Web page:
Right now we are conducting Orientation for K to 6th grade, which focuses on caring for and valuing the books. We teach the students that the books are theirs, and that borrowing them means sharing them with the whole community, which comes with responsibilities. We discuss rules for book care in detail with the help of the P.E.T. Patrol, which includes Officers Finnigan Magee and Tartar O’Sauce (pictured right).

Our next focus is to bring to our students a framework by which to understand the wealth and breadth of Creation, which they are discovering. Through the Dewey Decimal System, we can show them how human knowledge has been organized to be accessed. In this digital age, it is vital that the students understand what constitutes information, how it is used, and can be retrieved. Walking into the library to research a topic or find a book provides the missing link to the Google search box with its instant hits. In contrast to the virtual display, the children can experience directly the permanent information on the printed page.

What are some of your favorite items in your collection?

I am crazy about children’s picture books—unique stories with beautiful illustrations that ignite the imagination and make a new world come alive each time we open the book and read. I am also proud of our ever-growing Maine collection, which includes titles signed for the students by local authors and illustrators, as well as ancient and out-of-print stories, harkening back to a Maine of long ago.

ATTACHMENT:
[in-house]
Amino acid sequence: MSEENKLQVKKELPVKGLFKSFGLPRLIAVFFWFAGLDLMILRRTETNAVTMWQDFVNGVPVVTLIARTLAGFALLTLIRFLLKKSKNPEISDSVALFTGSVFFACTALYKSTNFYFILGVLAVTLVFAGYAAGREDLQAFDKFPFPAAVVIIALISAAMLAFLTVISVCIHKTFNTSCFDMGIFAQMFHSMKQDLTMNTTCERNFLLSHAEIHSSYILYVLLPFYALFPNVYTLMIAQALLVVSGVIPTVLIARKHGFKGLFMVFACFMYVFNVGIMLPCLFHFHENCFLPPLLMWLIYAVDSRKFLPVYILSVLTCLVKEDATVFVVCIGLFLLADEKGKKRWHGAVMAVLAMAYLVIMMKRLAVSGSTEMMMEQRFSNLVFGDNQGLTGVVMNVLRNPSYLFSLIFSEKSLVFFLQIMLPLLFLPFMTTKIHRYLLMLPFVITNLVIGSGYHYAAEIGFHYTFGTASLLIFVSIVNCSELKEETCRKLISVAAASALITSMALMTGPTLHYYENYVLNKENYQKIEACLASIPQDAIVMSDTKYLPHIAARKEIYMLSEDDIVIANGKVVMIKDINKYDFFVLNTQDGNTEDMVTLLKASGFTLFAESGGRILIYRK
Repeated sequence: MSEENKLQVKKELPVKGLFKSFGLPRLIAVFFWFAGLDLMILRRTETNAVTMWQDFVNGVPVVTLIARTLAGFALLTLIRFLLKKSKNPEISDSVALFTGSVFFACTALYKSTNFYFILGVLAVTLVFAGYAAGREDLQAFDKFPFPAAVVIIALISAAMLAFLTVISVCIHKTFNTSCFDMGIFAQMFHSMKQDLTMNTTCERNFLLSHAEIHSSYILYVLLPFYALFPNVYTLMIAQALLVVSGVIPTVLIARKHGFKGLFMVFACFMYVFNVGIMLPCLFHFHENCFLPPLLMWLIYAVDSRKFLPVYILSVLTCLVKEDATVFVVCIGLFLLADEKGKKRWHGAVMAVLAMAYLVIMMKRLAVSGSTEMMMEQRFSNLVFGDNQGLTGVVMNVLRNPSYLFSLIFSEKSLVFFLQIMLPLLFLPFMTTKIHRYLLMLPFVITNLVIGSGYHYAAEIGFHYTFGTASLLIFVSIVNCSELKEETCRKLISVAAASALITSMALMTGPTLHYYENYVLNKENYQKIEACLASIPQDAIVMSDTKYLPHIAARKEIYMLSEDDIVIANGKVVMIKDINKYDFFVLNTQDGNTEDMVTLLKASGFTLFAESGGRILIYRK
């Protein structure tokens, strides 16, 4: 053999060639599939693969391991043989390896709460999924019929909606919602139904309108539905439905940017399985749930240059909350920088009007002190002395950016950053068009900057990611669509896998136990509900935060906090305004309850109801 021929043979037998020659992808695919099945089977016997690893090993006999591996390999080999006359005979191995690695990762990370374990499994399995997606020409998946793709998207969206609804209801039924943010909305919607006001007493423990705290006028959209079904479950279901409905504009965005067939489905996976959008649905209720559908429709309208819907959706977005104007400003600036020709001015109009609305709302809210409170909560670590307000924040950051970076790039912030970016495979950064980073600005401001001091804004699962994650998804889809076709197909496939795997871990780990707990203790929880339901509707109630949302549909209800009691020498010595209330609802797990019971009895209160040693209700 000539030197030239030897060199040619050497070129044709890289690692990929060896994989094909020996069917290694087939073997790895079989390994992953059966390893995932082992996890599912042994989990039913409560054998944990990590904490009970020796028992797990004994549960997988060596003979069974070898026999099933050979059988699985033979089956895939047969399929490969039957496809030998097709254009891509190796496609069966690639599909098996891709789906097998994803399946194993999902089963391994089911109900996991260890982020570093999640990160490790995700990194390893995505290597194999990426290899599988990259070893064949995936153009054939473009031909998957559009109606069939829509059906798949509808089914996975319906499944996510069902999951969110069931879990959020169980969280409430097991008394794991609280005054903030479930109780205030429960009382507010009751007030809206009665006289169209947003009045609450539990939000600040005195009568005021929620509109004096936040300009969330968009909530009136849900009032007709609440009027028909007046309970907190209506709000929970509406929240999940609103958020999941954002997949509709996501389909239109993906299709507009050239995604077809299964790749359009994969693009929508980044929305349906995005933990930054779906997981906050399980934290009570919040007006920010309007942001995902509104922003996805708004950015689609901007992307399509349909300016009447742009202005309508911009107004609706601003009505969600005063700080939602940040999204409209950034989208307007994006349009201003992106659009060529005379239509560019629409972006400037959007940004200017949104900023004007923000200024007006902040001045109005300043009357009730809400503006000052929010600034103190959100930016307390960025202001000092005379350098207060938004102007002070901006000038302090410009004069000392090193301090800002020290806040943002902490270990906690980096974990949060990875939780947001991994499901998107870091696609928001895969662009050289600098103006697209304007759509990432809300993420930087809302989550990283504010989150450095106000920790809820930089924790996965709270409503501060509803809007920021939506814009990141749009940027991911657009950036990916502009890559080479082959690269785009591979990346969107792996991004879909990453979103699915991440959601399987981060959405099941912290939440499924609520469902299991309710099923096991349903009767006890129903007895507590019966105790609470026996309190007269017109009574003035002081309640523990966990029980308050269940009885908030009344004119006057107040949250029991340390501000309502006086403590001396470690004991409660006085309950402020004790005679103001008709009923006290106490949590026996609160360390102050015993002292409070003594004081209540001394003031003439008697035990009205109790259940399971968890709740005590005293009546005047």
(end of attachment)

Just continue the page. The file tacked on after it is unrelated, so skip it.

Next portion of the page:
Among our older collection, I discovered a little gem: The Family Nobody Wanted, by Helen Doss (pictured left), recounting the adventures of a “one family United Nations”, comprised of twelve children of mixed ethnic groups in the 1950’s, then considered un-adoptable. It was amazing how the Dosses’ love and care overcame the prejudices of the times.

What’s a particular challenge you experience as a small library?

With some 200 books added each year, we are running out of space! We also need more “people power” for circulation and shelving as the library is becoming a victim of its own success. Through TinyCat, patrons discover our lesser known titles, bringing more interest and more circulation, a good problem!

What’s your favorite thing about TinyCat? Anything you’d love to add?

One favorite thing? No, there are many things to love about TinyCat:

  • The clean design and simplicity of use.
  • The ability to offer public access to a search platform and online catalog like the public library—we’ve joined the Big Leagues! Now we can provide our teachers and students with more book info than before—reviews, related titles, lists from awards, etc.
  • It is wonderful to create links tailored to the interests of our patrons, ready to go right on the home page!
  • Last but not least, I appreciate how Kristi and her colleagues are so responsive and willing to assist us with all our questions. Belonging to TinyCat makes us part of a special group of books lovers that spans the world, and though very diverse, all sharing this desire to enrich the lives of others and open new horizons to them, regardless of our size or resources.

Want to learn more about the Pine Tree Academy Library? You can explore their library on TinyCat.

To read up on TinyCat’s previous Libraries of the Month, visit the TinyCat Post archive here.

Calling all TinyCat libraries: become TinyCat’s next Library of the Month—just send us a Tweet @TinyCat_lib or email Kristi at

Labels: libraries, Library of the Month, TinyCat